Talking to Horses

Stanford Addison uses intuition, compassion and persistence to "break" wild horses

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In the movie The Horse Whisperer, the mere sight of Robert Redford squatting thoughtfully in a meadow was enough to get a problem horse to shed its bad habits.

Stanford Addison gets horses to shed their bad habits all the time. But he doesn’t squat. He’s paralyzed. And though Addison is leery of being called a horse whisperer—a term "that’s been used so much it’s starting to sound phony," he says—he has a growing reputation as just that. Because he can’t work the horses himself, he works through his students—his young Native American neighbors, and outsiders who come to him for instruction.

"Stan Addison has something special," says Mari Carlin Dart, a lifelong horsewoman who was a runner-up in the "pleasure driving" category of the 1981 Quarter Horse World Championship. "It’s very organic and it comes from a very spiritual place, and that’s something you don’t see in the industry." His method, she says, is safer and more humane than traditional breaking—and it produces a happier horse.

On a hot, windy day in August, seven of us drove 7 hours from Boulder, Colorado, to Addison’s place on central Wyoming’s Wind River Reservation, which is home to the Northern Arapaho—Addison’s tribe—as well as the Eastern Shoshone. Some members of our group planned to train horses under Addison’s tutelage. The horses wouldn’t emerge fully broken from the four-day clinic, but they would be "started"—introduced to saddle, bridle and rider.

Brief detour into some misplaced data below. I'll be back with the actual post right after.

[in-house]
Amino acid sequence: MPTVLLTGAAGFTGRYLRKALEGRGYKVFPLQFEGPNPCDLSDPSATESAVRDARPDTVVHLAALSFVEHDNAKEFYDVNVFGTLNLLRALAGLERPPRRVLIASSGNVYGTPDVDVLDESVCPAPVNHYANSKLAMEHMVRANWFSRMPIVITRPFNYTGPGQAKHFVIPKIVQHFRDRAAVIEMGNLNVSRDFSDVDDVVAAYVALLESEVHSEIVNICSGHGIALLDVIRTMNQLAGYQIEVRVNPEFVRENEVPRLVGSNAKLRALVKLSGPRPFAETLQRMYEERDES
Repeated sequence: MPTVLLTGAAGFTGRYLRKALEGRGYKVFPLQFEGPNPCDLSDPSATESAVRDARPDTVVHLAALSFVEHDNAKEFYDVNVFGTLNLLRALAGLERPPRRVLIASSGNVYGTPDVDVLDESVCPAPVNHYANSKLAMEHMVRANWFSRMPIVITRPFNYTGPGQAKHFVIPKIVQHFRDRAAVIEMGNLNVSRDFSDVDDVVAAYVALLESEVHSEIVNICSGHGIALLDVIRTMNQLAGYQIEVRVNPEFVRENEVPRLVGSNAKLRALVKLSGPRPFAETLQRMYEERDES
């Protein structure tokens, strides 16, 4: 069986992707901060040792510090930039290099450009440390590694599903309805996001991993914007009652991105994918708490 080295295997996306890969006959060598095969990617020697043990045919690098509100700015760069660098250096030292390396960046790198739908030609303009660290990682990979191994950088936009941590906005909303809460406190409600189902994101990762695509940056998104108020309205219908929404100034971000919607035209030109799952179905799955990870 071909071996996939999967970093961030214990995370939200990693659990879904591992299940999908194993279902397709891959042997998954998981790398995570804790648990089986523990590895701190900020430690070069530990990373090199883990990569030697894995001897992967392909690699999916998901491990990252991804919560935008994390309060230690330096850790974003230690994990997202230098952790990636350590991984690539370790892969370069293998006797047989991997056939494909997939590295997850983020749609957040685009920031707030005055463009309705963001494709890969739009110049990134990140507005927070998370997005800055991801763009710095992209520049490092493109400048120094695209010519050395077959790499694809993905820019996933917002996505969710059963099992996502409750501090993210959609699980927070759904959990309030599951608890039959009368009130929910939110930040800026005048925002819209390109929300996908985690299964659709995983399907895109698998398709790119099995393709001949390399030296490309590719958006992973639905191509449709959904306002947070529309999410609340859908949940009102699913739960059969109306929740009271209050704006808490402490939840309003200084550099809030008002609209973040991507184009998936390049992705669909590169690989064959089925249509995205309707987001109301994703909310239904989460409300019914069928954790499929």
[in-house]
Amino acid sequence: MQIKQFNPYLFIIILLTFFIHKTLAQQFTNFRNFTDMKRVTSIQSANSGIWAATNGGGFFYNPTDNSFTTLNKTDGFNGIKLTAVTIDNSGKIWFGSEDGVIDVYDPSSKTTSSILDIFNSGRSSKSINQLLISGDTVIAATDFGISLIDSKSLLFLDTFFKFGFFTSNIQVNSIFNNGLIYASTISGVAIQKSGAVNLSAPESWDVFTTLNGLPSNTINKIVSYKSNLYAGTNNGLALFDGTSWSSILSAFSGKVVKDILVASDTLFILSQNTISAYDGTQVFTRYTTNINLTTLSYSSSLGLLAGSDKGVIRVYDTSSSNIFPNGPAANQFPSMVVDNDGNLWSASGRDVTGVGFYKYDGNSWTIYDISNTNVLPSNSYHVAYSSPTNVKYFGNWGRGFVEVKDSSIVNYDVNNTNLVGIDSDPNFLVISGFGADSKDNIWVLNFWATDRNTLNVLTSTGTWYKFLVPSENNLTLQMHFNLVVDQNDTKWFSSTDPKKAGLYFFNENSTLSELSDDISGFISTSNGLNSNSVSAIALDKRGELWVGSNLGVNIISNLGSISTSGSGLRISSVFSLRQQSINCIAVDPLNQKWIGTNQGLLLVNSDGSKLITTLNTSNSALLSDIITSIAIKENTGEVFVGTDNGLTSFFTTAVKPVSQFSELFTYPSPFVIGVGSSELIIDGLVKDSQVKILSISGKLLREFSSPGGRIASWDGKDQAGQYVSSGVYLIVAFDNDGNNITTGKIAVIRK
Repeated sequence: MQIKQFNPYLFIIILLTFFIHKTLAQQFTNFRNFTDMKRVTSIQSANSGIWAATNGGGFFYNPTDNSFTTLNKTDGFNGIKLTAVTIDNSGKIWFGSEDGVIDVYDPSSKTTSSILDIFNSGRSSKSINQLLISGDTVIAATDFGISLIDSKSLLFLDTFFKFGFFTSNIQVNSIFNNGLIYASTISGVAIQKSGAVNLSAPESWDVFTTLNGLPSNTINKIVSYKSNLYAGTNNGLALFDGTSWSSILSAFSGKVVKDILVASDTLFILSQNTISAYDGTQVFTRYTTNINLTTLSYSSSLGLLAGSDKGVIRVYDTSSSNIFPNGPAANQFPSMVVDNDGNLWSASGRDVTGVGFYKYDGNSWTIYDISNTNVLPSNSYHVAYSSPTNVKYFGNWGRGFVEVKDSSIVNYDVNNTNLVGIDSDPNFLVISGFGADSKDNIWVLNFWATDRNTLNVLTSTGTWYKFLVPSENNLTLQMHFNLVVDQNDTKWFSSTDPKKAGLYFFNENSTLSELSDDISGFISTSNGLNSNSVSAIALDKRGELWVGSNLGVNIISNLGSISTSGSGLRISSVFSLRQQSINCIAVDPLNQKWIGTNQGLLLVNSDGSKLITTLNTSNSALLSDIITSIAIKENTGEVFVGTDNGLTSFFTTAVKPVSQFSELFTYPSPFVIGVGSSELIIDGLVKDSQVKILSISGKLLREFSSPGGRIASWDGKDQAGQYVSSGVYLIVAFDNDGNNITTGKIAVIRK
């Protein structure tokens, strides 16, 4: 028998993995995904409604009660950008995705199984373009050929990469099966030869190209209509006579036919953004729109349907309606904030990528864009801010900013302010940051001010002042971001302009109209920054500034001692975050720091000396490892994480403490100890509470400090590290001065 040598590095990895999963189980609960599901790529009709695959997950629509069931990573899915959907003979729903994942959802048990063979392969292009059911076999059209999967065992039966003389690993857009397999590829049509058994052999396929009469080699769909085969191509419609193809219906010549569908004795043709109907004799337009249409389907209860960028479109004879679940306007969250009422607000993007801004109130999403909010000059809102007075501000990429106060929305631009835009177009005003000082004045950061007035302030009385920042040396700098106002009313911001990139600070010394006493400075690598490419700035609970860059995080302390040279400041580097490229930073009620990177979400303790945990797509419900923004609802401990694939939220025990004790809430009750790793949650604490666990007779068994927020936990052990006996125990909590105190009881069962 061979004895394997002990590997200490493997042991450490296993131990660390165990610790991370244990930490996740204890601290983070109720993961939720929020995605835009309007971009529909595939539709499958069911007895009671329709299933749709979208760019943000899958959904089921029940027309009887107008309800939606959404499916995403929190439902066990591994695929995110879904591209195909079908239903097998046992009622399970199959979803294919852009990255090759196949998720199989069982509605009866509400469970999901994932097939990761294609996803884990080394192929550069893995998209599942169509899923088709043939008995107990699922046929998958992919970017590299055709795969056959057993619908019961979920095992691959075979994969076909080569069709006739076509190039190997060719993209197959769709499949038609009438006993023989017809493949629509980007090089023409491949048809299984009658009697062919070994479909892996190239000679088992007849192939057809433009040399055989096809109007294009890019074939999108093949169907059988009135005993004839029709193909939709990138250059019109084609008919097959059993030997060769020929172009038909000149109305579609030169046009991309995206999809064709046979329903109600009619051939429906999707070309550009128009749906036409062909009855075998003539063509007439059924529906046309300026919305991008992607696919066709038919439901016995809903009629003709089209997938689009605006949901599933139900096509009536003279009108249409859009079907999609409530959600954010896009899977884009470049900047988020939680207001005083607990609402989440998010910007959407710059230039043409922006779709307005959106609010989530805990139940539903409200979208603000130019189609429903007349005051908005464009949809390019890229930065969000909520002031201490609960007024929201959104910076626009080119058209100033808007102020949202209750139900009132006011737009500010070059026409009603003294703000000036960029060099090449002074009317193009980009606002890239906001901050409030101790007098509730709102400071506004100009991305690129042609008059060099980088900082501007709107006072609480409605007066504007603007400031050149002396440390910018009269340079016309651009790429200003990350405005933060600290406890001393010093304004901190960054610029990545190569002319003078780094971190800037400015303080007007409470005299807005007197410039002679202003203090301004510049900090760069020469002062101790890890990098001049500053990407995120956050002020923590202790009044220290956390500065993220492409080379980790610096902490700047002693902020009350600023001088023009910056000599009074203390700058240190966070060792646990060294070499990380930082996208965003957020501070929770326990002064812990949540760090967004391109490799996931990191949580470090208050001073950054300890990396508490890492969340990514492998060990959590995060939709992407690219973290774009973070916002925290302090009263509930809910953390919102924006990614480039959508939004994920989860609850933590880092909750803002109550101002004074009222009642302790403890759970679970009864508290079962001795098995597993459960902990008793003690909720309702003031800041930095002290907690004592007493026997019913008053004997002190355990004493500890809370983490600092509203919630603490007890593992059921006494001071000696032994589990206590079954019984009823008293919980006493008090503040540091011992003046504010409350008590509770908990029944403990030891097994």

We pulled up next to a corral by his house, a weathered, blue prefab three-bedroom surrounded by undulating plains of sagebrush, purple alfalfa and milkweed. Addison, 44, greeted us in an electric wheelchair, clad only in black socks and black nylon shorts. His limbs were slack and tanned. A black braid hung behind his upturned head. In a corral, a clutch of young, slender horses milled in the dust. They had spent their lives running free on the range. Until yesterday, that is. They moved restively, as flighty and fine-boned as caged birds.

Addison and his eight siblings grew up with horses. Like the white ranchers nearby, his father and grandfather broke horses brutally, letting them buck themselves to exhaustion, starving them or hobbling them—tying two legs together to hamper mobility and tire the animal. "It worked, but the hardest part was getting the horse to trust you again," says Addison.

Twenty-four years ago, Addison’s life changed. A truck he was riding in ran into a group of horses on a reservation road. The truck rolled three times. When the police arrived, Addison was pinned underneath. The rescuers jacked up the truck, but it slipped, severing Addison’s spinal cord. He was 20.

He spent two years in hospitals in Wyoming and Seattle. When he finally got home, he would wheel his chair up to the meanest, biggest guys he could find and antagonize them. "I wanted someone to murder me," he says. But his would-be killers wouldn’t oblige. Instead, they tended to burst into tears and tell him their problems. "Something," he says in retrospect, "was up."

Addison and his brothers continued to break horses the old way. Then a quarter horse he was particularly fond of had an accident. "A cowboy tied one hind leg to the horse’s neck, and the horse started throwing a tantrum. The other hind leg slipped on the mud, and the horse cracked its pelvis and couldn’t get up," he says. "So we had to put it down. After that I tried a better way, to see what was lacking. And what was lacking was communication."

Addison saw that when a horse puts its ears forward or drops its head or licks its lips, it is open to communication from humans. He saw that a person who approaches a horse head-on frightens it more easily than someone who approaches from the side, with head down. He saw that the best horsepeople are neither aggressive nor submissive.


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